Maria Montessori did have excellent training in observational skills which she acquired durning her time studying to become a medical doctor before the age of diagnostic equipment. After her medical studies, she also studied anthropology. This combination of studies, combined with her inquisitive mind, gave her the possibility of looking at child development – not from the point of view of an educator, but from the point of view of wonderment, of questioning what best supports normal human development. She did not begin her work with a selection of developmental theories. She began by observing children, children given a space in which to spend time, children given a certain level of freedom. She then sat and observed, spoke with the adults with whom she was collaborating, and refined her “experiment.” She eliminated toys and experiences that, in general, did not apply to all children – or activities that did not capture the children’s interest. Over a number of years, she continued to observe, refine, and discuss her findings, creating what we have today known as the Montessori Method.
Human development is a long process, a process which cannot be managed but a process which does need understanding and support. We cannot force it – we can only recognise it and offer our best efforts to both understand and accept it.
From our Montessori point of view, it is the normal progression of life. For this reason Montessori called her approach “psycho-pedagogy”, not an educational method. This pedagogy is based on the psychological characteristics of children which change periodically. If education is considered from this point of view, with deep understanding and knowledge, then children can be supported in becoming the human being they are destined to become.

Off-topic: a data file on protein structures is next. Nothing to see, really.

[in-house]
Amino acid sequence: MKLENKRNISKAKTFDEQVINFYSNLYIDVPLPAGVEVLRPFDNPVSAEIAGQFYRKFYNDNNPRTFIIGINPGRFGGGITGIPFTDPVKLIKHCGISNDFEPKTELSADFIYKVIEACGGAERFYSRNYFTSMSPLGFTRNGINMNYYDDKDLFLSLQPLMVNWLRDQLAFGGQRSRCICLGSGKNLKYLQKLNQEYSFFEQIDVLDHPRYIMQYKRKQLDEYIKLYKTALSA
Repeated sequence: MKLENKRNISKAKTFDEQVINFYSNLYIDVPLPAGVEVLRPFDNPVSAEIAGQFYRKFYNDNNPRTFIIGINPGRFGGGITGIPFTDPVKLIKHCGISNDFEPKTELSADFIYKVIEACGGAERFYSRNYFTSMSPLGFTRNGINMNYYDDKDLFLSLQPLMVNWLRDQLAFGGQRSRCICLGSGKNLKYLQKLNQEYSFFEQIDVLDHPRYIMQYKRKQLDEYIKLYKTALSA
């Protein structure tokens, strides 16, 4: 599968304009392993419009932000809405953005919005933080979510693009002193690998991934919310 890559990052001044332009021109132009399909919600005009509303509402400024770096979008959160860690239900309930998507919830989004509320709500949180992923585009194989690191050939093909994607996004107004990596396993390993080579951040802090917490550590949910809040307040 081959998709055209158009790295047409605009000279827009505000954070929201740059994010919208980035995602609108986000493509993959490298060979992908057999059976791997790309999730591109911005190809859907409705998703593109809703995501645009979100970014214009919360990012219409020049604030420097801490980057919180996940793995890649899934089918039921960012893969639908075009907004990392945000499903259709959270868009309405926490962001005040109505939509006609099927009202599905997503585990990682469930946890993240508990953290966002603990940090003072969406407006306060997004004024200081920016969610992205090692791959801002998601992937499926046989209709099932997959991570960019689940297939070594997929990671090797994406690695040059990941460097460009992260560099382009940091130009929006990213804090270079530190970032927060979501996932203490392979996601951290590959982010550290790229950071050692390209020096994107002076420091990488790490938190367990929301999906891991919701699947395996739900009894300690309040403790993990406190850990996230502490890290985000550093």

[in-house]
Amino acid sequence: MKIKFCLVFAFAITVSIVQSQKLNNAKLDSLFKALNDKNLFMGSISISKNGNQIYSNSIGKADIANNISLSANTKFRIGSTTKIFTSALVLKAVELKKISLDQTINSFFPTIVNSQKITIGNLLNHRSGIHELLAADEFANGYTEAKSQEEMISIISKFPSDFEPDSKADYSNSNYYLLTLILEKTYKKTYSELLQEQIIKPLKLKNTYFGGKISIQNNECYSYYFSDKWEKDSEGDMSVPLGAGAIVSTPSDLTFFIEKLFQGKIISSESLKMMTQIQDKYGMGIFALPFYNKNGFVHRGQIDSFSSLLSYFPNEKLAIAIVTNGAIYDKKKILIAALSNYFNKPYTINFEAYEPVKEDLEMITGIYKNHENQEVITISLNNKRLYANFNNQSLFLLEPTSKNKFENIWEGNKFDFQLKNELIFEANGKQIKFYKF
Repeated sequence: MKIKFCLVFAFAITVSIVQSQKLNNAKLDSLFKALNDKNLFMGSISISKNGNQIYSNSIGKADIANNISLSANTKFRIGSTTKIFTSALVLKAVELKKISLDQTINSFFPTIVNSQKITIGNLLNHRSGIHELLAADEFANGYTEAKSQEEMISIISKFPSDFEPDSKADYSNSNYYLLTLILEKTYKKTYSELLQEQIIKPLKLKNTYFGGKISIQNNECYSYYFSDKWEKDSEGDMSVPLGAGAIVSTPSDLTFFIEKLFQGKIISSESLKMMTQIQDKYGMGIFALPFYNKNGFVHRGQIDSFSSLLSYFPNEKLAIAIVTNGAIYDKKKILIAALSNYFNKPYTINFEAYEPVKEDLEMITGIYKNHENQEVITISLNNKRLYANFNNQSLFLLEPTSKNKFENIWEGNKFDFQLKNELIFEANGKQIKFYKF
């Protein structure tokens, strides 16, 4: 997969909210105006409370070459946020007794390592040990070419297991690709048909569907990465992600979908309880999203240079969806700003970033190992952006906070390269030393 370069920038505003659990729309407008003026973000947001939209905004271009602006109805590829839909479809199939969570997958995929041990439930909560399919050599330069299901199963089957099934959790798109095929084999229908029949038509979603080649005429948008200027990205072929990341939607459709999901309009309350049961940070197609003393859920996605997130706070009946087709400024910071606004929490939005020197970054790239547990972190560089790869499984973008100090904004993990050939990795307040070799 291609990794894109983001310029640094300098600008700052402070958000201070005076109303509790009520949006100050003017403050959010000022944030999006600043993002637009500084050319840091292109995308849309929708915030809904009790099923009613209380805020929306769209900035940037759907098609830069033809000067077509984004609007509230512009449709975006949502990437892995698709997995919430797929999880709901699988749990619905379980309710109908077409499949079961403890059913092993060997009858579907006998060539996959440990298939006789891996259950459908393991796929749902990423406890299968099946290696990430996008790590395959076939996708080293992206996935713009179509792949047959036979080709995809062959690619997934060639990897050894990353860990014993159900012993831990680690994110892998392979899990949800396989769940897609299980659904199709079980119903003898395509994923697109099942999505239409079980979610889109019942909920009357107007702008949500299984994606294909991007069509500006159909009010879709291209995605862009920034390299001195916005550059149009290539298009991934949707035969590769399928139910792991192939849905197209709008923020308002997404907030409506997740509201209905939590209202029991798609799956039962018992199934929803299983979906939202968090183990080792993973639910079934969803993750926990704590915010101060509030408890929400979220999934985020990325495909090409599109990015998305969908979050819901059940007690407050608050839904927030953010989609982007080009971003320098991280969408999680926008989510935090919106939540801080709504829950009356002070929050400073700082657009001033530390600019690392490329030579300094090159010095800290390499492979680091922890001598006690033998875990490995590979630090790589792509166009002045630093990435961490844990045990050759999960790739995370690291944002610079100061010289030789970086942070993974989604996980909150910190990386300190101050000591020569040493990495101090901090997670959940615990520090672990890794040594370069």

In terms of social development, Maria Montessori’s ideas are somewhat different from a more traditional educational approach. In traditional education children under six are usually given experiences in groups.
Everyone paints at the same time; everyone builds with blocks at the same time, etc. Once a child enters elementary school, the work is individual and children are discouraged from helping each other, particularly in an exam. In Montessori psycho-pedagogy, the development of the individual is stressed until sometime during the 5th year. Maria Montessori based her educational approach on human development, not educational theories. She noticed that the normal characteristics of children changed at particular time periods and she therefore grouped characteristics around these normally occurring time frames. So we have groups of children from 0-3, from 3-6, from 6-12 (or 6-9 &9-12), 12-15 & 15-18, 18-24. There is a transition time between each of these stages which is very individual, some children may start exhibiting certain characteristics, for example the desire to work with others rather than just focus on individual work. So the Montessori environments acknowledge these transition periods and the pedagogical materials allow for this shift. Montessori pedagogy stresses the construction of the individual before the age of six, believing that any society is only as strong as its weakest member. After six, the focus is on collaborative work, work usually done in small groups.
Maria Montessori did not limit her work with children to work in schools only. She began with the family – just as we do today. If we consider the various types of families evident world-wide today, is there one “gift” possible within every family for every child to receive? There is! That “gift”, which sounds so easy to give, is sometimes not evident. That “gift” is the gift of attachment. In order for any child’s development to proceed along a healthy developmental plane, it is necessary for that child to have a secure attachment to at least one adult – ideally the birth mother – but this not being possible, to at least one consistent adult. From this secure attachment, the child can create secondary attachments – but there must be a secure attachment to one figure as a foundation.